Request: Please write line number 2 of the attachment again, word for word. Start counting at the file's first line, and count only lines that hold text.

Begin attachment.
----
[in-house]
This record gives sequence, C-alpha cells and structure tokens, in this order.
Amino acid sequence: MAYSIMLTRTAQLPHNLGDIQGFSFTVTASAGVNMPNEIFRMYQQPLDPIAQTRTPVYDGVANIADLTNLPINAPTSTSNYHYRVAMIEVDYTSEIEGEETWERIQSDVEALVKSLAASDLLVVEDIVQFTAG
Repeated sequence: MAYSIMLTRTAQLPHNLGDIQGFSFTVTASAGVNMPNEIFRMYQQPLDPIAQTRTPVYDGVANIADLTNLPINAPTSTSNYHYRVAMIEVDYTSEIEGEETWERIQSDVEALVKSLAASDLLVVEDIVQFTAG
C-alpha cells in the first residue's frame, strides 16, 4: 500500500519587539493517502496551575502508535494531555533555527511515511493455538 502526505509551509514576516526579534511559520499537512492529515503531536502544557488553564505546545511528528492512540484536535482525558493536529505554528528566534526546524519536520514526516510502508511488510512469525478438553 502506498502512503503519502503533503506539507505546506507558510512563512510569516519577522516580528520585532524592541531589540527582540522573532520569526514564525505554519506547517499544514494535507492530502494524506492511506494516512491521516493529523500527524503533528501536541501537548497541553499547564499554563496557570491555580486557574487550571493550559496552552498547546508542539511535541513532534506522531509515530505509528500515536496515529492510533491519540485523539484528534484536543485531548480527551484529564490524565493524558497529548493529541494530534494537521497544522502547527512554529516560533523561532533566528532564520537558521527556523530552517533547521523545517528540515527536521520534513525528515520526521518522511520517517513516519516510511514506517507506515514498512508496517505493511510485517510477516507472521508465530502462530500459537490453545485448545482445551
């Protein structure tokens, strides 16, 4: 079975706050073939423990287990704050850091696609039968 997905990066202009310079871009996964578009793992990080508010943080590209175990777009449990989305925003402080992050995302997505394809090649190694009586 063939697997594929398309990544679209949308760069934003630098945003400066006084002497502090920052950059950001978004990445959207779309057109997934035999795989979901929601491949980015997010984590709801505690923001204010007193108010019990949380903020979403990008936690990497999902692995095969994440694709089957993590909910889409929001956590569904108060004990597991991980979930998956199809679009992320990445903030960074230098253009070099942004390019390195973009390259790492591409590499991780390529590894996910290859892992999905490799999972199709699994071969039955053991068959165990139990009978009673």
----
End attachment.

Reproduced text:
This record gives sequence, C-alpha cells and structure tokens, in this order.